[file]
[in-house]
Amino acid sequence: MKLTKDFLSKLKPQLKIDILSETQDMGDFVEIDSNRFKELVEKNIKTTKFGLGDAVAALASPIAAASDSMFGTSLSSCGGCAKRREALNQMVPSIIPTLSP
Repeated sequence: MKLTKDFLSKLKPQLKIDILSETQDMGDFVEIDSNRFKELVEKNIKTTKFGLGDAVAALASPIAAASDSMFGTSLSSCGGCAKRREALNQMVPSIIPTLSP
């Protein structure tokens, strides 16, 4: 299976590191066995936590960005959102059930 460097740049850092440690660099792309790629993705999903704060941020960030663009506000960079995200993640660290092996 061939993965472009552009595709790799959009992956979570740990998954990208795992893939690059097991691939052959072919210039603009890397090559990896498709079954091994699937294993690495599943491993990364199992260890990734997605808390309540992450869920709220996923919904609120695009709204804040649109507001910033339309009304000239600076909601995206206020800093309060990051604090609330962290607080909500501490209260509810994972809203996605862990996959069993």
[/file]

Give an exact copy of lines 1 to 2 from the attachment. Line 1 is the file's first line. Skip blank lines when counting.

[in-house]
Amino acid sequence: MKLTKDFLSKLKPQLKIDILSETQDMGDFVEIDSNRFKELVEKNIKTTKFGLGDAVAALASPIAAASDSMFGTSLSSCGGCAKRREALNQMVPSIIPTLSP